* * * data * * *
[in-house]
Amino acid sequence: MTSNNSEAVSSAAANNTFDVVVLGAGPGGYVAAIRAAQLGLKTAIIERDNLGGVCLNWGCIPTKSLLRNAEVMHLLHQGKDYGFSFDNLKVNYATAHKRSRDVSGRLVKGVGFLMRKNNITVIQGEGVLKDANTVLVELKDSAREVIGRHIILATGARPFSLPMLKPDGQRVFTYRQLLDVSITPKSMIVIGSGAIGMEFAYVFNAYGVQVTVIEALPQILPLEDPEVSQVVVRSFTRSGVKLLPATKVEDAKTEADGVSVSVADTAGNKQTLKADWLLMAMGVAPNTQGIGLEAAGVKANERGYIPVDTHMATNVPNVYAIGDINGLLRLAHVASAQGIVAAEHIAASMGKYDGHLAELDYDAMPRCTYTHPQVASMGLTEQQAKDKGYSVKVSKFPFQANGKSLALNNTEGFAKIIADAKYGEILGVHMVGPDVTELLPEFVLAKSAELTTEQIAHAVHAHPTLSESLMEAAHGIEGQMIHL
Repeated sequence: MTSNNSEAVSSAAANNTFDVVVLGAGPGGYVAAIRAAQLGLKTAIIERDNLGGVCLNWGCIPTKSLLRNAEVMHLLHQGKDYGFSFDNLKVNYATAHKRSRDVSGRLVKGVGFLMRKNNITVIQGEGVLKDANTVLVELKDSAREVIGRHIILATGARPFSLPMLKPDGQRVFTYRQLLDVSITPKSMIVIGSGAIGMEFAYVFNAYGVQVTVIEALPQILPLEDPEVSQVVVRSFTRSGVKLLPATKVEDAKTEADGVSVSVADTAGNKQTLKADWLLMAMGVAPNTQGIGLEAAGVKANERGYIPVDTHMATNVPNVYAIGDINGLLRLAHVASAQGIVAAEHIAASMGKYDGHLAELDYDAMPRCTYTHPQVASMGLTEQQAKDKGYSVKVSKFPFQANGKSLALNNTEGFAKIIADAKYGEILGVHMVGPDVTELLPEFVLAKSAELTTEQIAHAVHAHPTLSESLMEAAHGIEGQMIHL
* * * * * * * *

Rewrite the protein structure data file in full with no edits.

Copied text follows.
[in-house]
Amino acid sequence: MTSNNSEAVSSAAANNTFDVVVLGAGPGGYVAAIRAAQLGLKTAIIERDNLGGVCLNWGCIPTKSLLRNAEVMHLLHQGKDYGFSFDNLKVNYATAHKRSRDVSGRLVKGVGFLMRKNNITVIQGEGVLKDANTVLVELKDSAREVIGRHIILATGARPFSLPMLKPDGQRVFTYRQLLDVSITPKSMIVIGSGAIGMEFAYVFNAYGVQVTVIEALPQILPLEDPEVSQVVVRSFTRSGVKLLPATKVEDAKTEADGVSVSVADTAGNKQTLKADWLLMAMGVAPNTQGIGLEAAGVKANERGYIPVDTHMATNVPNVYAIGDINGLLRLAHVASAQGIVAAEHIAASMGKYDGHLAELDYDAMPRCTYTHPQVASMGLTEQQAKDKGYSVKVSKFPFQANGKSLALNNTEGFAKIIADAKYGEILGVHMVGPDVTELLPEFVLAKSAELTTEQIAHAVHAHPTLSESLMEAAHGIEGQMIHL
Repeated sequence: MTSNNSEAVSSAAANNTFDVVVLGAGPGGYVAAIRAAQLGLKTAIIERDNLGGVCLNWGCIPTKSLLRNAEVMHLLHQGKDYGFSFDNLKVNYATAHKRSRDVSGRLVKGVGFLMRKNNITVIQGEGVLKDANTVLVELKDSAREVIGRHIILATGARPFSLPMLKPDGQRVFTYRQLLDVSITPKSMIVIGSGAIGMEFAYVFNAYGVQVTVIEALPQILPLEDPEVSQVVVRSFTRSGVKLLPATKVEDAKTEADGVSVSVADTAGNKQTLKADWLLMAMGVAPNTQGIGLEAAGVKANERGYIPVDTHMATNVPNVYAIGDINGLLRLAHVASAQGIVAAEHIAASMGKYDGHLAELDYDAMPRCTYTHPQVASMGLTEQQAKDKGYSVKVSKFPFQANGKSLALNNTEGFAKIIADAKYGEILGVHMVGPDVTELLPEFVLAKSAELTTEQIAHAVHAHPTLSESLMEAAHGIEGQMIHL